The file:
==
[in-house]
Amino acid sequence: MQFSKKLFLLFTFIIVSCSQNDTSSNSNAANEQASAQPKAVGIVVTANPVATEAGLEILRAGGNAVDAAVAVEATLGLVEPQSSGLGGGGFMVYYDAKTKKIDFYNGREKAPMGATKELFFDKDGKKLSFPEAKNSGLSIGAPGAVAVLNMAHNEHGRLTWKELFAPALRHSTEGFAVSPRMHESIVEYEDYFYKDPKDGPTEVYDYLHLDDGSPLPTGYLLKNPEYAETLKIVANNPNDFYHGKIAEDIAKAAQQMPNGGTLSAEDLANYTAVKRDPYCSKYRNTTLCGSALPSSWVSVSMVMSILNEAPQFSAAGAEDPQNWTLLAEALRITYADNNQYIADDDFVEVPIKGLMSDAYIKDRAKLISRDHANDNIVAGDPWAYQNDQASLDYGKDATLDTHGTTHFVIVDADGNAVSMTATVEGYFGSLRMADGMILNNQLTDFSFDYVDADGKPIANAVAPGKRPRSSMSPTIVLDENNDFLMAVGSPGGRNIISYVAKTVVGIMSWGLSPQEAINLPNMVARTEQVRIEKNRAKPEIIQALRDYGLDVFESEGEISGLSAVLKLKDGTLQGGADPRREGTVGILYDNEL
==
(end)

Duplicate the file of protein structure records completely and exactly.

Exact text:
[in-house]
Amino acid sequence: MQFSKKLFLLFTFIIVSCSQNDTSSNSNAANEQASAQPKAVGIVVTANPVATEAGLEILRAGGNAVDAAVAVEATLGLVEPQSSGLGGGGFMVYYDAKTKKIDFYNGREKAPMGATKELFFDKDGKKLSFPEAKNSGLSIGAPGAVAVLNMAHNEHGRLTWKELFAPALRHSTEGFAVSPRMHESIVEYEDYFYKDPKDGPTEVYDYLHLDDGSPLPTGYLLKNPEYAETLKIVANNPNDFYHGKIAEDIAKAAQQMPNGGTLSAEDLANYTAVKRDPYCSKYRNTTLCGSALPSSWVSVSMVMSILNEAPQFSAAGAEDPQNWTLLAEALRITYADNNQYIADDDFVEVPIKGLMSDAYIKDRAKLISRDHANDNIVAGDPWAYQNDQASLDYGKDATLDTHGTTHFVIVDADGNAVSMTATVEGYFGSLRMADGMILNNQLTDFSFDYVDADGKPIANAVAPGKRPRSSMSPTIVLDENNDFLMAVGSPGGRNIISYVAKTVVGIMSWGLSPQEAINLPNMVARTEQVRIEKNRAKPEIIQALRDYGLDVFESEGEISGLSAVLKLKDGTLQGGADPRREGTVGILYDNEL